The phrase “cloaked in secrecy” can often be used to describe research projects, but thanks to breakthroughs in the College of Engineering, optical cloaking is no longer just the domain of science fiction.
Oak Ridge National Laboratory News
The study of the properties of boundaries between different materials—something that could one day change the world of electronics—is getting a boost from research being done by scientists in UT’s College of Engineering and Oak Ridge National Laboratory.
The strong link between Oak Ridge National Laboratory and UT will be on display Friday, as the Department of Energy’s Manufacturing Demonstration Facility at ORNL welcomes UT students and faculty from the College of Engineering.
A team of researchers at UT and Oak Ridge National Laboratory are investigating if lignin—a low-cost byproduct of the pulp, paper, and biofuels industries—could be useful as a battery anode in lithium-ion batteries.
This week’s Science Forum at UT will look at alternative transportation energy sources and innovations. Claus Daniel, deputy director of the Sustainable Transportation program at Oak Ridge National Laboratory, will talk on “Electrification of Transportation: Cost and Opportunities.” His discussion begins at noon on Friday, September 19, in Room C-D of Thompson-Boling Arena.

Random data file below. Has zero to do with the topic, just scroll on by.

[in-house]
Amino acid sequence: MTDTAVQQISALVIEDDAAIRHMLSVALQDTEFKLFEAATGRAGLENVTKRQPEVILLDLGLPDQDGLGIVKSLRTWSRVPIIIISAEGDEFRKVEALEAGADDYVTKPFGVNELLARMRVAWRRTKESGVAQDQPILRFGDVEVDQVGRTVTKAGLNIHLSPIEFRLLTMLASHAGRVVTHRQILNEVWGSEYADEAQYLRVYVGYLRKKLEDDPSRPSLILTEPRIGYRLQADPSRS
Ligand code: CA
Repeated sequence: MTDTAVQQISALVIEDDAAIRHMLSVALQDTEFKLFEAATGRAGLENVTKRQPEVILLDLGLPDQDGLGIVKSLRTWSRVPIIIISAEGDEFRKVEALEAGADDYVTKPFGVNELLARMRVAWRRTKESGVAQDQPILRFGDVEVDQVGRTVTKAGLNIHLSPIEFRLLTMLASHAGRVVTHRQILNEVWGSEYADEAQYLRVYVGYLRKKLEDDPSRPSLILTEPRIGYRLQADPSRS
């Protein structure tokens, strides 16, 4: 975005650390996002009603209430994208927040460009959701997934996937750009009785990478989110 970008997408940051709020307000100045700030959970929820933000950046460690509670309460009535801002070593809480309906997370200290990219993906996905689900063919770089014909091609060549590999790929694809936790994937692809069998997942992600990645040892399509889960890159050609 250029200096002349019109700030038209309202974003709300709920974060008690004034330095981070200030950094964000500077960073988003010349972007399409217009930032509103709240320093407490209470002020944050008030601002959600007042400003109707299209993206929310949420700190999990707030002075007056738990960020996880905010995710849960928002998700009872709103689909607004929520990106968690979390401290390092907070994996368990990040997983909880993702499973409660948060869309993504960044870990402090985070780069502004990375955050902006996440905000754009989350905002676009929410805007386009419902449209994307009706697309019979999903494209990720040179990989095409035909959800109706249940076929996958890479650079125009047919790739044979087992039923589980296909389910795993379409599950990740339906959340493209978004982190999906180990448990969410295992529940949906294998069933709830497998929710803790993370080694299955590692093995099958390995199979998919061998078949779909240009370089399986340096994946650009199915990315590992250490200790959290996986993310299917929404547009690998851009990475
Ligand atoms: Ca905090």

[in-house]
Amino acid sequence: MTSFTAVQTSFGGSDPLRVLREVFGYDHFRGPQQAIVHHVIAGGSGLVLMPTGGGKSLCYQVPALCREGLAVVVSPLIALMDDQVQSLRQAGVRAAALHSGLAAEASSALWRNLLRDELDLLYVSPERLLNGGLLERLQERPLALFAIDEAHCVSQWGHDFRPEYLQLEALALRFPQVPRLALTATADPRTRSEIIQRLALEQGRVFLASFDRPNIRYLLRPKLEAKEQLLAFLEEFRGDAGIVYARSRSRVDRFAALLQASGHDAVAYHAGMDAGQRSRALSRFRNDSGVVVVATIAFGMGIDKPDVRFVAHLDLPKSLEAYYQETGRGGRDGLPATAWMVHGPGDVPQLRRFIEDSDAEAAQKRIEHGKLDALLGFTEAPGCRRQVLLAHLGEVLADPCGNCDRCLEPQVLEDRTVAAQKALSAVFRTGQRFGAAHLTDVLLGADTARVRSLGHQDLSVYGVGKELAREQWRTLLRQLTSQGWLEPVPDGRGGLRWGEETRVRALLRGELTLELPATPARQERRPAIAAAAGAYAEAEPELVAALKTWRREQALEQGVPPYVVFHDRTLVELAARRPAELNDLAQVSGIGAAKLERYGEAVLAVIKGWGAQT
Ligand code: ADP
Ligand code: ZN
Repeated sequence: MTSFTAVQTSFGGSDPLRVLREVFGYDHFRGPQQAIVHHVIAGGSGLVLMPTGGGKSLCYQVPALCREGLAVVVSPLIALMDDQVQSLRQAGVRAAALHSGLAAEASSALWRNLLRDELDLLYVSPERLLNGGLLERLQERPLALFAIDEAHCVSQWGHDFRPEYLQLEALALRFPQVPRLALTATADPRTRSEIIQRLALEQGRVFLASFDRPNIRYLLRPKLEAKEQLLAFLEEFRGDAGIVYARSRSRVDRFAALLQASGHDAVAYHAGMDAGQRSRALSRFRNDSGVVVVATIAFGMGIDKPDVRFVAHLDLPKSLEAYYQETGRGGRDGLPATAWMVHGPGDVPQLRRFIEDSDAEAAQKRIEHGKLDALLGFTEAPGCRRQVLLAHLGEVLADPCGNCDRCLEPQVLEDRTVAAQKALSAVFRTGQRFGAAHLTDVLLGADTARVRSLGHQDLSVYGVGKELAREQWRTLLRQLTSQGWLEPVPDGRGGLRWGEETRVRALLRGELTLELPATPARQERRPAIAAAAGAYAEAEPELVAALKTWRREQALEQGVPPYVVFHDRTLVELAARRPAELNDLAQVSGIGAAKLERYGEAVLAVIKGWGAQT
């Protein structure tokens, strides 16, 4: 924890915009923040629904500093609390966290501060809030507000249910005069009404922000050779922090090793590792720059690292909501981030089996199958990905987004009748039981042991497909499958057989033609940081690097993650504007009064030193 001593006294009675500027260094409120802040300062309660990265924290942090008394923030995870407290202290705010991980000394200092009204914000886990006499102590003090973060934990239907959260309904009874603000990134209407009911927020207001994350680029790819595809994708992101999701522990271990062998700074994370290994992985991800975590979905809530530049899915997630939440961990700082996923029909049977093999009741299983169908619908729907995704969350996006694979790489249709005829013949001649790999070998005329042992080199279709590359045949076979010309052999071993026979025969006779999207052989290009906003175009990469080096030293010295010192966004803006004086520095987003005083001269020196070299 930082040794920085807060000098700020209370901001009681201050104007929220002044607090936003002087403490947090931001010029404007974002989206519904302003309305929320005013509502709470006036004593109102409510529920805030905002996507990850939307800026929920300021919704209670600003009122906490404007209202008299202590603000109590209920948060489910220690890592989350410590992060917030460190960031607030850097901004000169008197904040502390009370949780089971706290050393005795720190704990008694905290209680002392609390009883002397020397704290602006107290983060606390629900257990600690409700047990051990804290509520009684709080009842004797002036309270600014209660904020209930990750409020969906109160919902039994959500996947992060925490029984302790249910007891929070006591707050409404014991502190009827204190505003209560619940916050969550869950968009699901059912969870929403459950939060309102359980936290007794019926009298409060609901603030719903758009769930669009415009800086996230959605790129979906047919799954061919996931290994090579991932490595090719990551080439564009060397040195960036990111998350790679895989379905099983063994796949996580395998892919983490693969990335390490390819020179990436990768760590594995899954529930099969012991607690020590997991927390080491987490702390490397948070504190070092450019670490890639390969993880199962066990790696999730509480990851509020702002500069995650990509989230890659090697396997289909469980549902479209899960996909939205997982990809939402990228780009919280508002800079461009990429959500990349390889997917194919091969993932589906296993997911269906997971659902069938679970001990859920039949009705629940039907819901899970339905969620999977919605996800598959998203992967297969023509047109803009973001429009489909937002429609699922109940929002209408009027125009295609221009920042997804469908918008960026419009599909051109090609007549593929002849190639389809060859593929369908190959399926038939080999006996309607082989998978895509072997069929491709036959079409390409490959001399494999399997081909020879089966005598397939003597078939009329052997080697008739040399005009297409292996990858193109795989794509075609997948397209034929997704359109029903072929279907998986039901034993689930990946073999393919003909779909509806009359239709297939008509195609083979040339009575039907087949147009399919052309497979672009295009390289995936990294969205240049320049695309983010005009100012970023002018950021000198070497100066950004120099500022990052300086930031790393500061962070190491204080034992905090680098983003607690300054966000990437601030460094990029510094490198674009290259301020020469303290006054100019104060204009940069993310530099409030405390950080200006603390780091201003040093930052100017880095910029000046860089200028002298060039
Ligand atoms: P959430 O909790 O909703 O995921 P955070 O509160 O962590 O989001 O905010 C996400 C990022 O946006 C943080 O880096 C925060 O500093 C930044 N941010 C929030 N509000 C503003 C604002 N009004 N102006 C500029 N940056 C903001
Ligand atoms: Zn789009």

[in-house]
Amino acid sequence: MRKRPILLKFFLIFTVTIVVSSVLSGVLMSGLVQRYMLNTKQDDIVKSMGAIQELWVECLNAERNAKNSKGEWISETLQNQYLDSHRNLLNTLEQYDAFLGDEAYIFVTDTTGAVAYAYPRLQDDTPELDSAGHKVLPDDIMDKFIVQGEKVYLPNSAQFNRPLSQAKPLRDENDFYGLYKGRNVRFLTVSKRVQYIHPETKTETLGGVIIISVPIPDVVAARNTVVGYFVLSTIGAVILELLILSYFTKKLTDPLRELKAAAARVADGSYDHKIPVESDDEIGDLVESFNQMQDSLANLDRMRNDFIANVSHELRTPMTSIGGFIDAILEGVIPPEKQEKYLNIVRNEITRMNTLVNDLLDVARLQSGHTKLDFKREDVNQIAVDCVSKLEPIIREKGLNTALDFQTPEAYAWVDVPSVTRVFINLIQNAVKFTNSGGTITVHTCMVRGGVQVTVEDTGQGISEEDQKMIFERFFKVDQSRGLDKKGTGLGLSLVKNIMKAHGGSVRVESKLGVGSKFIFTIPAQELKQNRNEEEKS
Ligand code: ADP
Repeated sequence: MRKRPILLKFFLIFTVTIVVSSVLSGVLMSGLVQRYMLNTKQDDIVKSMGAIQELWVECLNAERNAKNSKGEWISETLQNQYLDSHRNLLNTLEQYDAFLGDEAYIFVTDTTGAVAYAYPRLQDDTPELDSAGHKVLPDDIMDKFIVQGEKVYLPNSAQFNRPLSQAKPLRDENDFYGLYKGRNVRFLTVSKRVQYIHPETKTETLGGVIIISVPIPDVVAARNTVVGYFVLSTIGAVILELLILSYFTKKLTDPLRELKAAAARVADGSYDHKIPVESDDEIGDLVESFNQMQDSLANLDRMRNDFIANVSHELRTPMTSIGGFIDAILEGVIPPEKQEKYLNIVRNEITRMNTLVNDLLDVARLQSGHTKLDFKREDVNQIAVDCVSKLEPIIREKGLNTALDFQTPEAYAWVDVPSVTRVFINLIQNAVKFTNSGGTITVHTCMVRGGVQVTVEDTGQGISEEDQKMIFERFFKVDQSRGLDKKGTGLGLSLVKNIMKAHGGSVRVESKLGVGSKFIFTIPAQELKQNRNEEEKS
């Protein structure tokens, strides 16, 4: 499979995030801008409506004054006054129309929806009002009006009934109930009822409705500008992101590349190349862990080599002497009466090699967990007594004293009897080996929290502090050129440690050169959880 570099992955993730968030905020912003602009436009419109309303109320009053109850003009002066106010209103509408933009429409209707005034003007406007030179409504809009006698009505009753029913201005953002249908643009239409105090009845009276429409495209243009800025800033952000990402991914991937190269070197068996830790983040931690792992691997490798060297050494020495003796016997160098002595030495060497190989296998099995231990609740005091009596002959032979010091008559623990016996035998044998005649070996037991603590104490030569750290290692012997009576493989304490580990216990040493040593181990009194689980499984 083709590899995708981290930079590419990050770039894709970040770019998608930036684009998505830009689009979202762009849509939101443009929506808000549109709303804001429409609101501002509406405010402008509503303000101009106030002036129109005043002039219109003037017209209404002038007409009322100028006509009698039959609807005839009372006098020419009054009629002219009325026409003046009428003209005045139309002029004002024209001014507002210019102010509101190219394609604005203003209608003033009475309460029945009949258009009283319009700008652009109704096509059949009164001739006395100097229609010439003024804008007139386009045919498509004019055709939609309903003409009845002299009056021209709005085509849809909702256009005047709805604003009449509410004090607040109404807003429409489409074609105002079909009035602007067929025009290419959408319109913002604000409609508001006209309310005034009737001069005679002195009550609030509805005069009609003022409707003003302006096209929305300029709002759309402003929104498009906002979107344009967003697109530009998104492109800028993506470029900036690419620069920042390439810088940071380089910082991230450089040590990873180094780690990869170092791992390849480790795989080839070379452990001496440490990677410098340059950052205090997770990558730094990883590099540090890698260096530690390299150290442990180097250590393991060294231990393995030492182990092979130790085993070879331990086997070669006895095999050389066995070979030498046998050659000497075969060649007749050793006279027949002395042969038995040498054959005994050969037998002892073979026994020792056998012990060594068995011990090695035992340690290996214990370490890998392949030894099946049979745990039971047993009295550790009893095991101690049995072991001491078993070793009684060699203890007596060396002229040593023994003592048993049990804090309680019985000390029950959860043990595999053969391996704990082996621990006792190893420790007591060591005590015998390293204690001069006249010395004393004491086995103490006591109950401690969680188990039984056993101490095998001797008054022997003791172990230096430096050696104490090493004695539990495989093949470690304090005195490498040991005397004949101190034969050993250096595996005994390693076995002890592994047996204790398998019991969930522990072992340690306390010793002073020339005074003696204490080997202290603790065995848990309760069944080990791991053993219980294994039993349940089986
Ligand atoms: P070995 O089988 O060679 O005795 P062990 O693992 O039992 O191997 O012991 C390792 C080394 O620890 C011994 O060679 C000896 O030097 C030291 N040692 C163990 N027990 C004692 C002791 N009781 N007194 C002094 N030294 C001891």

The journal Nuclear Instruments and Methods in Physics Research includes a story highlighting the work of several members of the Department of Materials Science and Engineering and UT’s relationship with ORNL.
For more than seven decades, UT and Oak Ridge National Laboratory have forged special connections in a number of key areas, perhaps none stronger than the personnel that the two share. That particular bond was on display recently when members of UT’s Office of Professional Practice visited the facilities at ORNL, meeting more than sixty engineering students involved in summer internships at the lab.
The new UT-ORNL Governor’s Chair, Philip Enquist, has been featured in the Oak Ridge Today online newspaper. He is partner
University of Washington scientists have built the thinnest-known LED that can be used as a source of light energy in electronics, thanks in part to a breakthrough by University of Tennessee, Knoxville, and Oak Ridge National Laboratory researchers. The LED is based off of two-dimensional, flexible semiconductors, making it possible to stack or use in much smaller and more diverse applications than current technology allows.
The Knoxville News Sentinel featured a story about UT being part of a $140 million national advanced manufacturing effort announced